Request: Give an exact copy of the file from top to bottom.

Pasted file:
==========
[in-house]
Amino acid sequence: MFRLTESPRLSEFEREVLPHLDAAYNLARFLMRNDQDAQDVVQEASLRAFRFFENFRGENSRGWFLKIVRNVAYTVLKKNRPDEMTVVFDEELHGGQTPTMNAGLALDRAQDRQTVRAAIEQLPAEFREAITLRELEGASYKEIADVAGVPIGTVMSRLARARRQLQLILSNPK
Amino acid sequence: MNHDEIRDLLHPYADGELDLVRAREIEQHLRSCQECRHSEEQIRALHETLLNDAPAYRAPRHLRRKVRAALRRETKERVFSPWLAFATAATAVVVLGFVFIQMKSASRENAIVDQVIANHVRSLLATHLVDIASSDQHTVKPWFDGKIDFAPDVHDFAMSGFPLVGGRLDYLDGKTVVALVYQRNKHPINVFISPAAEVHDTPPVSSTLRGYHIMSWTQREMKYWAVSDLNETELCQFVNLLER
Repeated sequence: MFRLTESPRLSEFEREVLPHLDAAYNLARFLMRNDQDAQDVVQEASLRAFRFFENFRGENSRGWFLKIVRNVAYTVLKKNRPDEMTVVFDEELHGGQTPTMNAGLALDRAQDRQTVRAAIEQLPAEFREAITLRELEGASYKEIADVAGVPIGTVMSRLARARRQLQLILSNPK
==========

[in-house]
Amino acid sequence: MFRLTESPRLSEFEREVLPHLDAAYNLARFLMRNDQDAQDVVQEASLRAFRFFENFRGENSRGWFLKIVRNVAYTVLKKNRPDEMTVVFDEELHGGQTPTMNAGLALDRAQDRQTVRAAIEQLPAEFREAITLRELEGASYKEIADVAGVPIGTVMSRLARARRQLQLILSNPK
Amino acid sequence: MNHDEIRDLLHPYADGELDLVRAREIEQHLRSCQECRHSEEQIRALHETLLNDAPAYRAPRHLRRKVRAALRRETKERVFSPWLAFATAATAVVVLGFVFIQMKSASRENAIVDQVIANHVRSLLATHLVDIASSDQHTVKPWFDGKIDFAPDVHDFAMSGFPLVGGRLDYLDGKTVVALVYQRNKHPINVFISPAAEVHDTPPVSSTLRGYHIMSWTQREMKYWAVSDLNETELCQFVNLLER
Repeated sequence: MFRLTESPRLSEFEREVLPHLDAAYNLARFLMRNDQDAQDVVQEASLRAFRFFENFRGENSRGWFLKIVRNVAYTVLKKNRPDEMTVVFDEELHGGQTPTMNAGLALDRAQDRQTVRAAIEQLPAEFREAITLRELEGASYKEIADVAGVPIGTVMSRLARARRQLQLILSNPK